April 28, 2005

Death of a Salesman Presentation

Title: Memories of the Past

Intro and Thesis: Several themes exist within Arthur Miller’s classic play, Death of a Salesman. Upon first reading the play, one notices Willy Loman’s tumultuous relationship with his son Biff, the allusion of the American Dream, and Linda’s unique role as wife, mother, and overall protector of the household. Yet less obvious conclusions can be found as well. Central to the play are Willy’s flashbacks or “hallucinations” to his past. These periodic glimpses into the history of Willy and the Loman family provide more than just a literary element. Willy’s flashbacks can be interpreted as much more; as a representation of his guilt felt for things he did, and did not, accomplish in his life. The flashbacks take on a psychological aspect, encompassing the notion of repressed memories and the feelings of shame and guilt. The flashbacks in Death of a Salesman serve more than just detailing the history of Willy but also show the painful memories he has tried to repress throughout the years. These memories stand for his feelings of longing for the life he never had and the life he wishes he could forget.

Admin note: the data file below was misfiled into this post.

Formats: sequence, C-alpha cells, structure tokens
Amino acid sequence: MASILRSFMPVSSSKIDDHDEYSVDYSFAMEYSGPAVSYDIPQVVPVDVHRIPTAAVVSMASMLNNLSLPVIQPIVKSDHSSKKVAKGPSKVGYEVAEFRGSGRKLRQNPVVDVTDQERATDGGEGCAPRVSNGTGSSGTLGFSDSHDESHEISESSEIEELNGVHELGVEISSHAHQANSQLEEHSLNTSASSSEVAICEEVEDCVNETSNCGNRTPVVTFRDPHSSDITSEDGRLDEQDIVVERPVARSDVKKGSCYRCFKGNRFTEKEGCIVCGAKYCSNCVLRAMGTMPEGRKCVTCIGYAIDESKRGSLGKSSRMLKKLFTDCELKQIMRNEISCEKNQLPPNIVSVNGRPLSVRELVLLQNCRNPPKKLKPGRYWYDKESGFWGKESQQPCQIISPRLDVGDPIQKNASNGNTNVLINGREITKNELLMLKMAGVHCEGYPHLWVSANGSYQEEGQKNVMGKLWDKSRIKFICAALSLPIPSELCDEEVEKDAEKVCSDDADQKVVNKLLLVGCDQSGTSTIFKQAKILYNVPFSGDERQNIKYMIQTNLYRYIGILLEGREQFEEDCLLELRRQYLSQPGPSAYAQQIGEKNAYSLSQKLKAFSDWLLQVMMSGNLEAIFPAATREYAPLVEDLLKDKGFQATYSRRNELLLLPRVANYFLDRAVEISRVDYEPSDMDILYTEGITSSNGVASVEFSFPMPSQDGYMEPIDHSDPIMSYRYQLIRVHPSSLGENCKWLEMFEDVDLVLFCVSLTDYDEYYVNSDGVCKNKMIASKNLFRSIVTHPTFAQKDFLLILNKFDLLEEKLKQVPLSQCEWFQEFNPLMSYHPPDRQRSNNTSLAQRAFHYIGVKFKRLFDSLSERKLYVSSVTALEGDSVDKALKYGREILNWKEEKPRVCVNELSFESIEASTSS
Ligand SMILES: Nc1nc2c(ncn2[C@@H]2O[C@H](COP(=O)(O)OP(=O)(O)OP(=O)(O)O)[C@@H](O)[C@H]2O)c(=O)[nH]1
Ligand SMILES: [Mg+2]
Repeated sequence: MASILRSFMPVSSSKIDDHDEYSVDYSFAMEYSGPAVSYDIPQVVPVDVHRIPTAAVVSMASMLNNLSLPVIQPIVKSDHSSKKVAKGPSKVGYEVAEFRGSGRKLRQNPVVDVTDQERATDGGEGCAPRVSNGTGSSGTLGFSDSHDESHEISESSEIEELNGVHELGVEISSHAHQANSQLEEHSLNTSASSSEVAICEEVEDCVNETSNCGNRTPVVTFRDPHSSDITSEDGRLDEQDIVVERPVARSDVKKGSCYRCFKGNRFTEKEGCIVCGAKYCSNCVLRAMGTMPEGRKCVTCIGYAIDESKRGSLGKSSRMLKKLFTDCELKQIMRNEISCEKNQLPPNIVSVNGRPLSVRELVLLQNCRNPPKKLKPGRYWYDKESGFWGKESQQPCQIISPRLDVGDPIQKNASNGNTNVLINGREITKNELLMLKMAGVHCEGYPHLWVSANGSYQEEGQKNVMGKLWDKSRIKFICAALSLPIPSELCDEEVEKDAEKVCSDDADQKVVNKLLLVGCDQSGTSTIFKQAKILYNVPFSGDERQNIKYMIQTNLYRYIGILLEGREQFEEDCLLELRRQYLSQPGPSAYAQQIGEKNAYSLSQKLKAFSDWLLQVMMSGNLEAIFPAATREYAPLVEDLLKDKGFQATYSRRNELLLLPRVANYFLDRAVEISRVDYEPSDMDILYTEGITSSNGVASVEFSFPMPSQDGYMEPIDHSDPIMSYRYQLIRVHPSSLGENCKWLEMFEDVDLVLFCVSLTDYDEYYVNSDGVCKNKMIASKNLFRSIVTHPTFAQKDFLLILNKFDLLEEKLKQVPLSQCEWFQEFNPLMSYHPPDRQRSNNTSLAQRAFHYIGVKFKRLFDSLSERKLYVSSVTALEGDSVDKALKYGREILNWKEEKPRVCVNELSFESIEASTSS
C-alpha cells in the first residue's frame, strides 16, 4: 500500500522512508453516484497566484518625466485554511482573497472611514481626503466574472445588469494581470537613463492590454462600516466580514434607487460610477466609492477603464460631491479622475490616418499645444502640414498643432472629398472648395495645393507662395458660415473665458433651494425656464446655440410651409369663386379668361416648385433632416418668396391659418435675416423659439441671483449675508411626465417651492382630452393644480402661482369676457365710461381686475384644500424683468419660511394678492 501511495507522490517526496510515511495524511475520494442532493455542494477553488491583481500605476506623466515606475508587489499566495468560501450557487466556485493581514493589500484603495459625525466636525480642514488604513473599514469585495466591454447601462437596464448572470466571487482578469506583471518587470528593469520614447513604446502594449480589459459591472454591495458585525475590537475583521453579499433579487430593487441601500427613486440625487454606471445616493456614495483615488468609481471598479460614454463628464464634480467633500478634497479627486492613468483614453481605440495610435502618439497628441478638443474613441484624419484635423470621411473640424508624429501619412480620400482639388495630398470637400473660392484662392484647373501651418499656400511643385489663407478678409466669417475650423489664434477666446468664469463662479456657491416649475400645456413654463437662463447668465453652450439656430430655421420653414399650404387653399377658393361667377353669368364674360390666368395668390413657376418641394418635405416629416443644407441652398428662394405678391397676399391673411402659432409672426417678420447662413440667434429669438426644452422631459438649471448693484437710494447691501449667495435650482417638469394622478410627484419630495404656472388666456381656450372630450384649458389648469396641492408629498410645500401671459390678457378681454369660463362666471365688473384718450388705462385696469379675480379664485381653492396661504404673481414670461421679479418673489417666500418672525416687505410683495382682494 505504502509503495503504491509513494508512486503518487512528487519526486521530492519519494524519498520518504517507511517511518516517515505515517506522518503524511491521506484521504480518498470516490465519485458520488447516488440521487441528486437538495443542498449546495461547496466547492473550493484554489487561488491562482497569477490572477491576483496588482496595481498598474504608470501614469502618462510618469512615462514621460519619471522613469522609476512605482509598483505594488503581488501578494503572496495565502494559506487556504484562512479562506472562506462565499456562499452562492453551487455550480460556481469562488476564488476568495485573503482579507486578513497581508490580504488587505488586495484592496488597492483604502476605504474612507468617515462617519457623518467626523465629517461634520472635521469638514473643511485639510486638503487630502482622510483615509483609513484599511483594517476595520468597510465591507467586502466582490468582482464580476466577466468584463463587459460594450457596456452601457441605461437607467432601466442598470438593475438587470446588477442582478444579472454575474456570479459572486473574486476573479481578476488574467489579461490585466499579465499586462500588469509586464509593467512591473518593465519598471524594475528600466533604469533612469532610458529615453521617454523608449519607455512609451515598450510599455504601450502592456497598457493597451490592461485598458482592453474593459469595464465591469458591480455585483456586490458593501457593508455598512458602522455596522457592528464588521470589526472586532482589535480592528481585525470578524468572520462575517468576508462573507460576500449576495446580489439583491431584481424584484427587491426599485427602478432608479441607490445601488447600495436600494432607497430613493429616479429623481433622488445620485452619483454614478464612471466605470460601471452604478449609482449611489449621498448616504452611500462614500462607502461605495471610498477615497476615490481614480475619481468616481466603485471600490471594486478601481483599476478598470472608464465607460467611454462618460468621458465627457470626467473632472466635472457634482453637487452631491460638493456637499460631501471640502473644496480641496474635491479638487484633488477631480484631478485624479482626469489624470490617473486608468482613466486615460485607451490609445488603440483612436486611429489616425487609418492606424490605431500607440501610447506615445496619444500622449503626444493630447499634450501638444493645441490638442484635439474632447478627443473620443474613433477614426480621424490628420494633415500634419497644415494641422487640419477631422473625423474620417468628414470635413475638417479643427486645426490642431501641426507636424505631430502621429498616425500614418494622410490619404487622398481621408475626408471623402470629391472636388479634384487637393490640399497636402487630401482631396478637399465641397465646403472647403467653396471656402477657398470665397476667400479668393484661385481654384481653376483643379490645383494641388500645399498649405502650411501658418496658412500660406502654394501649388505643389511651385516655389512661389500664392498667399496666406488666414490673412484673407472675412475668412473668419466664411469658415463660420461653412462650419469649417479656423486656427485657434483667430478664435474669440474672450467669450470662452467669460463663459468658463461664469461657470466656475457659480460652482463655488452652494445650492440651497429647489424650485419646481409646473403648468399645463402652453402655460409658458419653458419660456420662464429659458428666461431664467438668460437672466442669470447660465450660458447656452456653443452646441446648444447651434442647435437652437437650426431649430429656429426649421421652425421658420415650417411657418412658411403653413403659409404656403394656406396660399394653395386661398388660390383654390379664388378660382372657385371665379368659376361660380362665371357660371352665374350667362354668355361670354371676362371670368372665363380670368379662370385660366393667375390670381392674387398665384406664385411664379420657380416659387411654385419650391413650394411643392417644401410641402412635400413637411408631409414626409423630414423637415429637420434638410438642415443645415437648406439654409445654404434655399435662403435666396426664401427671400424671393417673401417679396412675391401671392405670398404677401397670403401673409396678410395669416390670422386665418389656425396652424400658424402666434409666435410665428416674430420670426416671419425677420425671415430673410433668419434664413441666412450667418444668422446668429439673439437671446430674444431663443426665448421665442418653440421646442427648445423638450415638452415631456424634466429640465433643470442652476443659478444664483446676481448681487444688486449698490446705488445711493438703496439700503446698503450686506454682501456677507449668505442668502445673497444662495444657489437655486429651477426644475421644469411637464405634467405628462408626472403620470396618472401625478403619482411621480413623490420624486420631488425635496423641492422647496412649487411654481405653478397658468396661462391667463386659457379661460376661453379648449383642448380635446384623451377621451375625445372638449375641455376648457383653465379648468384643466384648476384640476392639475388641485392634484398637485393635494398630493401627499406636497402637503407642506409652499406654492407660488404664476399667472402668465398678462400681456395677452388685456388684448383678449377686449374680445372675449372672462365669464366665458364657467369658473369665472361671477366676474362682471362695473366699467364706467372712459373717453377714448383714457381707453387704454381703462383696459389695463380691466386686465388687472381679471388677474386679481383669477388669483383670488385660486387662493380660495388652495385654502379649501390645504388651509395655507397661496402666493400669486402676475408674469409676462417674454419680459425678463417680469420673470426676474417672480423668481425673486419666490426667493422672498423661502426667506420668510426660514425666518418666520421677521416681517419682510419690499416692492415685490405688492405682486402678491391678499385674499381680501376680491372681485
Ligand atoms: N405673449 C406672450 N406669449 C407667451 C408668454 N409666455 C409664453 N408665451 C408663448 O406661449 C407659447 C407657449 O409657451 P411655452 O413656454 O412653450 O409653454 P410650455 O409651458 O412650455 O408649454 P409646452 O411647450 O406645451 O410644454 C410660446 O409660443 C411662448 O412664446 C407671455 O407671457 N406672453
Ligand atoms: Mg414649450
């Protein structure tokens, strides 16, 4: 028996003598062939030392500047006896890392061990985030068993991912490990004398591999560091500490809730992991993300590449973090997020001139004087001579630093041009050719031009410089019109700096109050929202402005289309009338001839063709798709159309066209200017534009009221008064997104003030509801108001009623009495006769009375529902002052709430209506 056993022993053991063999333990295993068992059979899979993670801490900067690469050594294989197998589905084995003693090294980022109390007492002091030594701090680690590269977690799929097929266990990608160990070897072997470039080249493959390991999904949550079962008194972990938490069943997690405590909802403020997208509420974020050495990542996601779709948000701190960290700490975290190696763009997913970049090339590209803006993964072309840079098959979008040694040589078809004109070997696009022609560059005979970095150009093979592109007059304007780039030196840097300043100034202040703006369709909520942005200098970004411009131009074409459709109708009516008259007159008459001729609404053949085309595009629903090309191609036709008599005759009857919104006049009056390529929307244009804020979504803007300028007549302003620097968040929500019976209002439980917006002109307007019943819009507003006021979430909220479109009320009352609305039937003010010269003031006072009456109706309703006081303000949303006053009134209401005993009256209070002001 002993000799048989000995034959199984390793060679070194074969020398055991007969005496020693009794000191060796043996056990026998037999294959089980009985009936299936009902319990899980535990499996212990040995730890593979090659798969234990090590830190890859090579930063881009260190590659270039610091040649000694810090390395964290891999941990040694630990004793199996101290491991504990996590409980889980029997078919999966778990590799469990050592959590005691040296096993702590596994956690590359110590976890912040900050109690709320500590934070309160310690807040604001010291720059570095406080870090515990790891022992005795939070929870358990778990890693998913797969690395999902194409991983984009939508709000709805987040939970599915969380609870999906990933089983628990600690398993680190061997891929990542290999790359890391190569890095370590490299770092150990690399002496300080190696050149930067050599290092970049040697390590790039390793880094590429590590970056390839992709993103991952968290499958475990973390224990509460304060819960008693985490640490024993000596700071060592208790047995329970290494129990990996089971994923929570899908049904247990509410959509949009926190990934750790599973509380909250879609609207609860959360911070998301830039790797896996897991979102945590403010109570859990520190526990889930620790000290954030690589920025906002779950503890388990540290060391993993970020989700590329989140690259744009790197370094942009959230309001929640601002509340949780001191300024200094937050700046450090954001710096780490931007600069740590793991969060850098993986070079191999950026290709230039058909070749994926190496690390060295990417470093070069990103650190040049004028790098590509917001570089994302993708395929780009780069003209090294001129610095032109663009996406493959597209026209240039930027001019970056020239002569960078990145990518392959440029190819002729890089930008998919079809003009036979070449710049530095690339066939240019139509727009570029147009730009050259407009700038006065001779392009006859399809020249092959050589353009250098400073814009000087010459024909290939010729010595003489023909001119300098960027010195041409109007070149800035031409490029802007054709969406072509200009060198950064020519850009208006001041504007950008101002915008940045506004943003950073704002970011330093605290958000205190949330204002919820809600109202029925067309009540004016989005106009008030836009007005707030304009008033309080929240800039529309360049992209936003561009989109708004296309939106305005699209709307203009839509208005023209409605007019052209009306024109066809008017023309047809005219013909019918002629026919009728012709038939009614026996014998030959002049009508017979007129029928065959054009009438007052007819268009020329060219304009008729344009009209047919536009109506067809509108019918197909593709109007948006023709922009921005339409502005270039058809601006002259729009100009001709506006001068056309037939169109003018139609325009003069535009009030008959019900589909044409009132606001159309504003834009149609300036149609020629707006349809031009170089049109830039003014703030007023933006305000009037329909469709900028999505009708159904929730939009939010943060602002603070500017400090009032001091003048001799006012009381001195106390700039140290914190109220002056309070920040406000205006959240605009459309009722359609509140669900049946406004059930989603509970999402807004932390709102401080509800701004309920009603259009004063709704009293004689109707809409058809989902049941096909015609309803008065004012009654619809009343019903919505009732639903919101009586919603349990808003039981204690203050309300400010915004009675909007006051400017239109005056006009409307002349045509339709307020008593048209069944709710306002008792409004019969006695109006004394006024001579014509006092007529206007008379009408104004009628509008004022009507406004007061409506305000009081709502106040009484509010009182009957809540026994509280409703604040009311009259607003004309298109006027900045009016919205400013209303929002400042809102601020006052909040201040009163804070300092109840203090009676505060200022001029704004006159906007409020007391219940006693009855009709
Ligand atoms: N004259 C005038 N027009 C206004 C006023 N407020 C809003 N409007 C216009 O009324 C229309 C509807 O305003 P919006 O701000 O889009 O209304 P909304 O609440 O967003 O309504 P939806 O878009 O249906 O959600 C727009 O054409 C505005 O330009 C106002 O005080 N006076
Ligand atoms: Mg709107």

Conclusion: Death of a Salesman provides an interesting glimpse into the American family during the late 1940s. The audience sees the troubles experienced by a man and his career, the plight of his wife, and the effect it has on his children. Yet upon closer examination, one can see the importance of the flashbacks or hallucinations in the play. The flashbacks are representations of Willy Loman’s repressed traumatic memories, recalled in the extreme form of a realistic hallucination. His feelings of guilt and pain are resurfaced throughout the play, showing the deeper layer of Willy.

Primary Source: “Don’t answer! Don’t answer!”- Miller

Secondary Sources:

The Burning Jungle: An Analysis Arthur Miller’s Death of a Salesman
by Karl Harshbarger

“More and more he has been hallucinating openly, talking so that others can hear him, reliving or inventing scenes and people out of the past. The forces of his unconscious are pushing through his weakening defenses and will soon overwhelm him.”

“These hallucinations are not to be understood as dreams, but as expressions of hidden wishes.”

Major Literary Characters: Willy Loman
Edited by Harold Bloom

“It is Loman’s psychic poverty that appeals to us, that nearly overwhelm us. Essentially a dreamer, Willy is fated to dream only dreams of guilt, the guilt of a bad father and a bad husband who wanted only to be the best of fathers and the best of husbands.”

Posted by VanessaKolberg at April 28, 2005 11:20 PM | TrackBack

this helped me on my essay, thanks alot

Posted by: d at February 2, 2006 9:19 PM

this helped....more info would b totally cool!!

Posted by: curious210 at May 21, 2007 7:03 PM
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